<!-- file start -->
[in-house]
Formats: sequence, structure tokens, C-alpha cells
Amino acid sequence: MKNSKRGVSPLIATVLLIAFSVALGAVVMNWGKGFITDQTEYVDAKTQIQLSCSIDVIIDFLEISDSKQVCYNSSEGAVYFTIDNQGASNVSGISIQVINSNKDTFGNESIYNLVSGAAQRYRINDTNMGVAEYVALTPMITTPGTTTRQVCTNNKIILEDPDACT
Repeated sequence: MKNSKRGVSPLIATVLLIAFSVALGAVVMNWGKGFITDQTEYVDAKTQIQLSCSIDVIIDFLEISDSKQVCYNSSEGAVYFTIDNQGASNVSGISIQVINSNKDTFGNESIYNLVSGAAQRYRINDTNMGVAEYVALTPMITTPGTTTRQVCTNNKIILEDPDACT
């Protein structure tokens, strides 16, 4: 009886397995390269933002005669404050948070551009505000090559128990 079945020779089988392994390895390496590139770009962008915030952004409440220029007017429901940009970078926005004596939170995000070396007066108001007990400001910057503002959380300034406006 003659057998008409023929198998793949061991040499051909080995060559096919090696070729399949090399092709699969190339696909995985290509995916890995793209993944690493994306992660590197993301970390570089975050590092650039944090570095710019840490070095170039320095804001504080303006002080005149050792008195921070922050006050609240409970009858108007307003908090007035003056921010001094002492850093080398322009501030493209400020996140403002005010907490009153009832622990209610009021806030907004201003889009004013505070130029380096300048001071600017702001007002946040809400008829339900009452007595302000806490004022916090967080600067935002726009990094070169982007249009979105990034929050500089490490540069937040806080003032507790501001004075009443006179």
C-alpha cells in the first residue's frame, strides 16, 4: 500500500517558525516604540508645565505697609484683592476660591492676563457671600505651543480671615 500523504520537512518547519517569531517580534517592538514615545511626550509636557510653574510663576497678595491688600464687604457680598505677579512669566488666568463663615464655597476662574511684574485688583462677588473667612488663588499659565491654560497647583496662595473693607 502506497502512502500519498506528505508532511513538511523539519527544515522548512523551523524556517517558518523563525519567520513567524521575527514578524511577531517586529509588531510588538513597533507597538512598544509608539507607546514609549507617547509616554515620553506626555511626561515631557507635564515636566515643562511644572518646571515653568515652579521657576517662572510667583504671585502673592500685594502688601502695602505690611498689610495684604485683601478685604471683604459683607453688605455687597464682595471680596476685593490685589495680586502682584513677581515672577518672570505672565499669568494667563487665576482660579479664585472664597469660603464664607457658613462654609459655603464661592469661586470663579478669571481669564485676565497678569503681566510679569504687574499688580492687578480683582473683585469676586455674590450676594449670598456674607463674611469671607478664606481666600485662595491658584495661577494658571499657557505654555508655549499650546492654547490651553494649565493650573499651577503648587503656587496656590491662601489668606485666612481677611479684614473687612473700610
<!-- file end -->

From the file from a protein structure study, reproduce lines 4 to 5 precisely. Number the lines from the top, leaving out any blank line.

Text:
Repeated sequence: MKNSKRGVSPLIATVLLIAFSVALGAVVMNWGKGFITDQTEYVDAKTQIQLSCSIDVIIDFLEISDSKQVCYNSSEGAVYFTIDNQGASNVSGISIQVINSNKDTFGNESIYNLVSGAAQRYRINDTNMGVAEYVALTPMITTPGTTTRQVCTNNKIILEDPDACT
């Protein structure tokens, strides 16, 4: 009886397995390269933002005669404050948070551009505000090559128990 079945020779089988392994390895390496590139770009962008915030952004409440220029007017429901940009970078926005004596939170995000070396007066108001007990400001910057503002959380300034406006 003659057998008409023929198998793949061991040499051909080995060559096919090696070729399949090399092709699969190339696909995985290509995916890995793209993944690493994306992660590197993301970390570089975050590092650039944090570095710019840490070095170039320095804001504080303006002080005149050792008195921070922050006050609240409970009858108007307003908090007035003056921010001094002492850093080398322009501030493209400020996140403002005010907490009153009832622990209610009021806030907004201003889009004013505070130029380096300048001071600017702001007002946040809400008829339900009452007595302000806490004022916090967080600067935002726009990094070169982007249009979105990034929050500089490490540069937040806080003032507790501001004075009443006179």